This came as a surprise when full-time traveler Eva Zu Back completely locked herself in the remote island of Yemen, as the entire world was idolized by her to go into lockdown due to COVID-19. Their lockdown story was written by Japleen Kaur for Treasure + Leisure India below! Book your flight with the help of Delta Airlines official site.
1. How did you achieve quarantine on a remote island in Yemen?
This is my second chance at Yemen’s Socotra Island. Last year was the first time I came here, I fell in love with the place, and I immediately knew that I wanted to come back for a more meaningful period. When I came back, it coincided with an outbreak of coronavirus and global travel paralysis. I reached Socotra a few days before the worldwide travel ban started. While it was decided to leave most of the people on the last flight I was offered, I decided to stay. I knew that I was healthy and that the island is likely to remain virus-free, that it is a safe place to live in it. For me, ‘going home’ means traveling long distances to the home of my elderly grandparents. I didn’t think the way I picked up the virus was worth the risk.
2. Tell a little about Socotra Islands
Socotra is a very mysterious and ancient remote island in the Gulf of Aden. Although it is related to Yemen, it is geographically closer to Somalia. In one sense, it has always been isolated from the rest of the world. There is a lot of transport going in and out of the islands, besides a few boats and maybe a plane in a week or two. Despite Yemen undergoing civil war in its core areas, Sukotra has remained largely free of these violations. For most people living here, life is simple. During the evening and throughout the day, they hide in the mountains or swim in the water. On the one hand, nature here is mind-blowing with much more basic facilities.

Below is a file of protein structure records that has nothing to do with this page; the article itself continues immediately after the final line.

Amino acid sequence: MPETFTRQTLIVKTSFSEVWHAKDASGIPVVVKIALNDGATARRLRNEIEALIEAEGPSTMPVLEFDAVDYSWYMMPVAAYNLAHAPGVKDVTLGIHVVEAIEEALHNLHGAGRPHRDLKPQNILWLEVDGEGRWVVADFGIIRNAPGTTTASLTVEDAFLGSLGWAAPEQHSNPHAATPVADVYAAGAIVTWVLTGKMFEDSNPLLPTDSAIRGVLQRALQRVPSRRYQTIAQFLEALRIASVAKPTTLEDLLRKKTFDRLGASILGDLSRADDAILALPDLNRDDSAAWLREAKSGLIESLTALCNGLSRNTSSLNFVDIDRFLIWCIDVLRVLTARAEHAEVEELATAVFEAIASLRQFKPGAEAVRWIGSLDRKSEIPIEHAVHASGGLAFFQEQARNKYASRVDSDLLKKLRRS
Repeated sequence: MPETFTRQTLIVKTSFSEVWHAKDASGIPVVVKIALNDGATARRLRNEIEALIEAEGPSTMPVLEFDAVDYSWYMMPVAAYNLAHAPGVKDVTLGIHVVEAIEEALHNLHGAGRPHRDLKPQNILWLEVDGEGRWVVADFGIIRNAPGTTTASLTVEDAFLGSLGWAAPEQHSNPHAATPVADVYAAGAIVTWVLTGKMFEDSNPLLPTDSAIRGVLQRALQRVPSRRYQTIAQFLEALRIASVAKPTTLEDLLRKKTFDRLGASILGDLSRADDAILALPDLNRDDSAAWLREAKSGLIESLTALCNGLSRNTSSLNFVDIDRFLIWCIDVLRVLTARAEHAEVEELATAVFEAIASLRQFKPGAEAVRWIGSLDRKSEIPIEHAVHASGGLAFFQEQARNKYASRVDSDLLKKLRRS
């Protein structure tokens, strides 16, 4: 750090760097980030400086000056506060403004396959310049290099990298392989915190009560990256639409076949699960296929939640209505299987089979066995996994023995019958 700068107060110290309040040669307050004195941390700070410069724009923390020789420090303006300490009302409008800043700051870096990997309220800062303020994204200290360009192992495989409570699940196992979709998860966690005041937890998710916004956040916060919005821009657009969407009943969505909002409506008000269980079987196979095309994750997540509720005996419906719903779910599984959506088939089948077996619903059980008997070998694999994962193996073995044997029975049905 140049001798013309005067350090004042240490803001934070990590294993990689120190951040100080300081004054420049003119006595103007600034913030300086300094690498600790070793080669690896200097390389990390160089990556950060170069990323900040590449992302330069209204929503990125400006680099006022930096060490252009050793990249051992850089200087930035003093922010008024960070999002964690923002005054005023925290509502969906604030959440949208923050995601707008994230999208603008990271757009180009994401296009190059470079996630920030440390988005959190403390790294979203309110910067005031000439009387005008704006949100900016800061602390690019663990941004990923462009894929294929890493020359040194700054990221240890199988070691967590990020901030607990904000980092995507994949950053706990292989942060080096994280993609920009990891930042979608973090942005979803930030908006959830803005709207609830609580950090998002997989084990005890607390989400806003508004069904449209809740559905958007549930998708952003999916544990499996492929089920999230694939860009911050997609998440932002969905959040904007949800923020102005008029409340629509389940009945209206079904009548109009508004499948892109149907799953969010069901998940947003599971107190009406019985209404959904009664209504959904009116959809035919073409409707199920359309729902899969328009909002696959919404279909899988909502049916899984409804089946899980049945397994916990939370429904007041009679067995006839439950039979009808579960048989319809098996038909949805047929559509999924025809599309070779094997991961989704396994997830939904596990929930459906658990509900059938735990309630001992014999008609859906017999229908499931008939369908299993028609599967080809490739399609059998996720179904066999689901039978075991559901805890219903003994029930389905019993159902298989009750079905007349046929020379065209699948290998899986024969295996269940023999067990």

3. If we ask your best friend, what will he tell us about you?
I am mostly a realist and an optimist, but I think my best friend will tell you that I walk around with my head in the clouds! I think there is some truth about this. I spend day time talking about a billion different things happening in my life.
4. How and when did you start a full-time journey?
I have always been associated with the idea of traveling in some way. Also, my father lived in Asia when I was a teenager, so I used to visit him once every year in Hong Kong, Singapore, and Southeast Asia. This idea of travel stayed with me. So after university, I got a job with a travel media startup. After working with him for five years, I had a great urge to get away from myself and talk. Two years ago, on 27 March, I left for Nepal and started my career full-time. So booked the flight from Delta Reservations, did you hurry if not.
5. Three of your top trips so far?
I will have my initial visit to Pakistan first and then all my visits. That visit made me realize that the places we sometimes call threatening, scary, or dangerous in mainstream media are not like this in real life. When I visited the country, these earlier assumptions were not added to reality. Instead, I found that the people there were kind and welcoming. The mountains and nature, in general, were amazingly stunning. The country is exceptionally diverse with history. Seeing the beauty of the place, I took it as my mission to change the statements and attitudes about the place.
The second will be all my trips to Mongolia. It is one of my favorite places on this planet, and I found the purest form there. Mongolia made me realize that life can be simple, yet beautiful. It made me realize that life can be separated from nature and be meaningful at the same time. It defined my love for remote destinations and the people who live there.